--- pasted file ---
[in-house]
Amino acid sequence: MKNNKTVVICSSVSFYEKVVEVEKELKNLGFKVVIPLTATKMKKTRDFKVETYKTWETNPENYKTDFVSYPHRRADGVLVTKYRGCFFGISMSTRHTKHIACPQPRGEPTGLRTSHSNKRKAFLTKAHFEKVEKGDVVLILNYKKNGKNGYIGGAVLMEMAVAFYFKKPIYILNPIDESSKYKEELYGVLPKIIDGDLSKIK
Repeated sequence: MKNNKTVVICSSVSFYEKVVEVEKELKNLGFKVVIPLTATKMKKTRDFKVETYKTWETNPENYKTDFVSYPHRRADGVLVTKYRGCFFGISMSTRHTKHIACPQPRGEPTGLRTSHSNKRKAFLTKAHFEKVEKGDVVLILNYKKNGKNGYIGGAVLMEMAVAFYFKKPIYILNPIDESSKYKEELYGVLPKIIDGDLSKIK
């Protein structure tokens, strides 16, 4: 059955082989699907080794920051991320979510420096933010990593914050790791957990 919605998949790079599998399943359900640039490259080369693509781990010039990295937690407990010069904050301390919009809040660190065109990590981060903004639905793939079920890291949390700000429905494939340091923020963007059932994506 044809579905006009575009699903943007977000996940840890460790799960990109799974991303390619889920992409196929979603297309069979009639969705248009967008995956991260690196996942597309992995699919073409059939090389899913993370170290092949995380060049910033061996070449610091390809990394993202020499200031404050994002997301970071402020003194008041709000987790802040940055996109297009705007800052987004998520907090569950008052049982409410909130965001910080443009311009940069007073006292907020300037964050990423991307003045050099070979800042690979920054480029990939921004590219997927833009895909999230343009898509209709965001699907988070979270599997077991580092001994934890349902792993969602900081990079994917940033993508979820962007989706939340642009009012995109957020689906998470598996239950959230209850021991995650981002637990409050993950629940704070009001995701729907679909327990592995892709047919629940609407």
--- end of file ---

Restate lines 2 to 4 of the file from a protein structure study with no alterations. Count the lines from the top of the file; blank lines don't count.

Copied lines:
Amino acid sequence: MKNNKTVVICSSVSFYEKVVEVEKELKNLGFKVVIPLTATKMKKTRDFKVETYKTWETNPENYKTDFVSYPHRRADGVLVTKYRGCFFGISMSTRHTKHIACPQPRGEPTGLRTSHSNKRKAFLTKAHFEKVEKGDVVLILNYKKNGKNGYIGGAVLMEMAVAFYFKKPIYILNPIDESSKYKEELYGVLPKIIDGDLSKIK
Repeated sequence: MKNNKTVVICSSVSFYEKVVEVEKELKNLGFKVVIPLTATKMKKTRDFKVETYKTWETNPENYKTDFVSYPHRRADGVLVTKYRGCFFGISMSTRHTKHIACPQPRGEPTGLRTSHSNKRKAFLTKAHFEKVEKGDVVLILNYKKNGKNGYIGGAVLMEMAVAFYFKKPIYILNPIDESSKYKEELYGVLPKIIDGDLSKIK
């Protein structure tokens, strides 16, 4: 059955082989699907080794920051991320979510420096933010990593914050790791957990 919605998949790079599998399943359900640039490259080369693509781990010039990295937690407990010069904050301390919009809040660190065109990590981060903004639905793939079920890291949390700000429905494939340091923020963007059932994506 044809579905006009575009699903943007977000996940840890460790799960990109799974991303390619889920992409196929979603297309069979009639969705248009967008995956991260690196996942597309992995699919073409059939090389899913993370170290092949995380060049910033061996070449610091390809990394993202020499200031404050994002997301970071402020003194008041709000987790802040940055996109297009705007800052987004998520907090569950008052049982409410909130965001910080443009311009940069007073006292907020300037964050990423991307003045050099070979800042690979920054480029990939921004590219997927833009895909999230343009898509209709965001699907988070979270599997077991580092001994934890349902792993969602900081990079994917940033993508979820962007989706939340642009009012995109957020689906998470598996239950959230209850021991995650981002637990409050993950629940704070009001995701729907679909327990592995892709047919629940609407």